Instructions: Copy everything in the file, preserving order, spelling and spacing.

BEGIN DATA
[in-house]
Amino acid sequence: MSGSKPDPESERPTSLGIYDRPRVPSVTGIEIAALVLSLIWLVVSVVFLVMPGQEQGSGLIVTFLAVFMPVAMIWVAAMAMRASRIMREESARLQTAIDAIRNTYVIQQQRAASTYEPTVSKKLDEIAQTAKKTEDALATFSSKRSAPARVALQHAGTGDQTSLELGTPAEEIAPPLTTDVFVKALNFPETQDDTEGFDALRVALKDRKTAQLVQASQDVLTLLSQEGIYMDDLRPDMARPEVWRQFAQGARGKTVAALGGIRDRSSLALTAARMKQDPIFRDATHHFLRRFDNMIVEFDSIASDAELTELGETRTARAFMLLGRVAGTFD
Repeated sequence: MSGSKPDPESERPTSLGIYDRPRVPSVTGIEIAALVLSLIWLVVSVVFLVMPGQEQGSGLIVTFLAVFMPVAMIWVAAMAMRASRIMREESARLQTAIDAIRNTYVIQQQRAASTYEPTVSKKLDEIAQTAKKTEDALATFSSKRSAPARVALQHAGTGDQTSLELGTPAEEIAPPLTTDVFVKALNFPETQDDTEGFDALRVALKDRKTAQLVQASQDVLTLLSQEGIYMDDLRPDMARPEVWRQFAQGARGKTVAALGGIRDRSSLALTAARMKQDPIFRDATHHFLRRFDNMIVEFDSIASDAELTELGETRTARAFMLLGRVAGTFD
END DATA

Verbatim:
[in-house]
Amino acid sequence: MSGSKPDPESERPTSLGIYDRPRVPSVTGIEIAALVLSLIWLVVSVVFLVMPGQEQGSGLIVTFLAVFMPVAMIWVAAMAMRASRIMREESARLQTAIDAIRNTYVIQQQRAASTYEPTVSKKLDEIAQTAKKTEDALATFSSKRSAPARVALQHAGTGDQTSLELGTPAEEIAPPLTTDVFVKALNFPETQDDTEGFDALRVALKDRKTAQLVQASQDVLTLLSQEGIYMDDLRPDMARPEVWRQFAQGARGKTVAALGGIRDRSSLALTAARMKQDPIFRDATHHFLRRFDNMIVEFDSIASDAELTELGETRTARAFMLLGRVAGTFD
Repeated sequence: MSGSKPDPESERPTSLGIYDRPRVPSVTGIEIAALVLSLIWLVVSVVFLVMPGQEQGSGLIVTFLAVFMPVAMIWVAAMAMRASRIMREESARLQTAIDAIRNTYVIQQQRAASTYEPTVSKKLDEIAQTAKKTEDALATFSSKRSAPARVALQHAGTGDQTSLELGTPAEEIAPPLTTDVFVKALNFPETQDDTEGFDALRVALKDRKTAQLVQASQDVLTLLSQEGIYMDDLRPDMARPEVWRQFAQGARGKTVAALGGIRDRSSLALTAARMKQDPIFRDATHHFLRRFDNMIVEFDSIASDAELTELGETRTARAFMLLGRVAGTFD